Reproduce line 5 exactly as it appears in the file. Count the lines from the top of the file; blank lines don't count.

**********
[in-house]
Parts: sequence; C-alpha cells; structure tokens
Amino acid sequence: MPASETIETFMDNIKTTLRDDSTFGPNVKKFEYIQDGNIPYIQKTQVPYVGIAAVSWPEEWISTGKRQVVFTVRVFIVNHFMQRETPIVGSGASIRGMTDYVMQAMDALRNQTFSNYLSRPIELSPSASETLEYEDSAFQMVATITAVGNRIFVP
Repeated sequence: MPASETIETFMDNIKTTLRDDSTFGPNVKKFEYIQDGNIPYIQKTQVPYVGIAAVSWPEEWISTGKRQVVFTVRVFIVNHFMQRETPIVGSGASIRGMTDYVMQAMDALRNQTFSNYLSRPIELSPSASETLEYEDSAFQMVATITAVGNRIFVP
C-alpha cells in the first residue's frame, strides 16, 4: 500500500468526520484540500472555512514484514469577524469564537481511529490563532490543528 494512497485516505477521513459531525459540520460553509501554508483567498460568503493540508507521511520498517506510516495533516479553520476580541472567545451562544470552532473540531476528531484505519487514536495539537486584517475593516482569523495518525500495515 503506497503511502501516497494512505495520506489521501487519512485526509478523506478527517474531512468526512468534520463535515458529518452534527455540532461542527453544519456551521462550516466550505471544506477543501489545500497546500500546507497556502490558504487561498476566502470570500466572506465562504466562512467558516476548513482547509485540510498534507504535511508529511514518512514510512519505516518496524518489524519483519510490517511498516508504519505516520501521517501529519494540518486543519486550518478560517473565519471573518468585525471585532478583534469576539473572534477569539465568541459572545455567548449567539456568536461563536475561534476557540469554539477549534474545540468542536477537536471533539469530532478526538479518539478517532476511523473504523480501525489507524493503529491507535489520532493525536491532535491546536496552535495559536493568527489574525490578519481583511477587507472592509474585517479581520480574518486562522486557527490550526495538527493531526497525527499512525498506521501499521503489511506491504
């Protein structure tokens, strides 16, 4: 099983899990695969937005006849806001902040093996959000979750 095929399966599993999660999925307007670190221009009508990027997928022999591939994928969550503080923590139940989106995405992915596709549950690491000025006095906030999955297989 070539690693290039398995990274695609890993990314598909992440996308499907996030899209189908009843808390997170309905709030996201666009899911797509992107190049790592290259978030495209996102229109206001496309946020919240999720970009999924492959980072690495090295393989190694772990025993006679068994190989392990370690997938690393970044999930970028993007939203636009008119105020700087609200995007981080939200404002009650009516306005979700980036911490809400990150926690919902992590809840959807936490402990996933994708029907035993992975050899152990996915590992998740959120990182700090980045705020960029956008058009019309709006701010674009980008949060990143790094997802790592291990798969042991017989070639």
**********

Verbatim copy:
C-alpha cells in the first residue's frame, strides 16, 4: 500500500468526520484540500472555512514484514469577524469564537481511529490563532490543528 494512497485516505477521513459531525459540520460553509501554508483567498460568503493540508507521511520498517506510516495533516479553520476580541472567545451562544470552532473540531476528531484505519487514536495539537486584517475593516482569523495518525500495515 503506497503511502501516497494512505495520506489521501487519512485526509478523506478527517474531512468526512468534520463535515458529518452534527455540532461542527453544519456551521462550516466550505471544506477543501489545500497546500500546507497556502490558504487561498476566502470570500466572506465562504466562512467558516476548513482547509485540510498534507504535511508529511514518512514510512519505516518496524518489524519483519510490517511498516508504519505516520501521517501529519494540518486543519486550518478560517473565519471573518468585525471585532478583534469576539473572534477569539465568541459572545455567548449567539456568536461563536475561534476557540469554539477549534474545540468542536477537536471533539469530532478526538479518539478517532476511523473504523480501525489507524493503529491507535489520532493525536491532535491546536496552535495559536493568527489574525490578519481583511477587507472592509474585517479581520480574518486562522486557527490550526495538527493531526497525527499512525498506521501499521503489511506491504